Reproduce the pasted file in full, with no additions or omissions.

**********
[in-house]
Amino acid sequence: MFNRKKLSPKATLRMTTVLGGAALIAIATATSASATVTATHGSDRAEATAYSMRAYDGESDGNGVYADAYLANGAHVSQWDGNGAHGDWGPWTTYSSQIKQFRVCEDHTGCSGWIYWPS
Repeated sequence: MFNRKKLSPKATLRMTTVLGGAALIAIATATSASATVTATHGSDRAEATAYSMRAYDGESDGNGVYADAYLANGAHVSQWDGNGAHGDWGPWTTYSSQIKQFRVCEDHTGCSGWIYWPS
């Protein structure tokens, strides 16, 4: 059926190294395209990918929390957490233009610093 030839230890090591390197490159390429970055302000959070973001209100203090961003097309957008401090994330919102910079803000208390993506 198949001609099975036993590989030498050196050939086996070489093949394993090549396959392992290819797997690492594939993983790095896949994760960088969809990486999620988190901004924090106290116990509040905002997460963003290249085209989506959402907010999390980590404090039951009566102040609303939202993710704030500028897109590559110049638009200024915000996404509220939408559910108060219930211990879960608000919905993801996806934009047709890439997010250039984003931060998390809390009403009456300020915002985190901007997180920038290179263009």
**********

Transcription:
[in-house]
Amino acid sequence: MFNRKKLSPKATLRMTTVLGGAALIAIATATSASATVTATHGSDRAEATAYSMRAYDGESDGNGVYADAYLANGAHVSQWDGNGAHGDWGPWTTYSSQIKQFRVCEDHTGCSGWIYWPS
Repeated sequence: MFNRKKLSPKATLRMTTVLGGAALIAIATATSASATVTATHGSDRAEATAYSMRAYDGESDGNGVYADAYLANGAHVSQWDGNGAHGDWGPWTTYSSQIKQFRVCEDHTGCSGWIYWPS
């Protein structure tokens, strides 16, 4: 059926190294395209990918929390957490233009610093 030839230890090591390197490159390429970055302000959070973001209100203090961003097309957008401090994330919102910079803000208390993506 198949001609099975036993590989030498050196050939086996070489093949394993090549396959392992290819797997690492594939993983790095896949994760960088969809990486999620988190901004924090106290116990509040905002997460963003290249085209989506959402907010999390980590404090039951009566102040609303939202993710704030500028897109590559110049638009200024915000996404509220939408559910108060219930211990879960608000919905993801996806934009047709890439997010250039984003931060998390809390009403009456300020915002985190901007997180920038290179263009």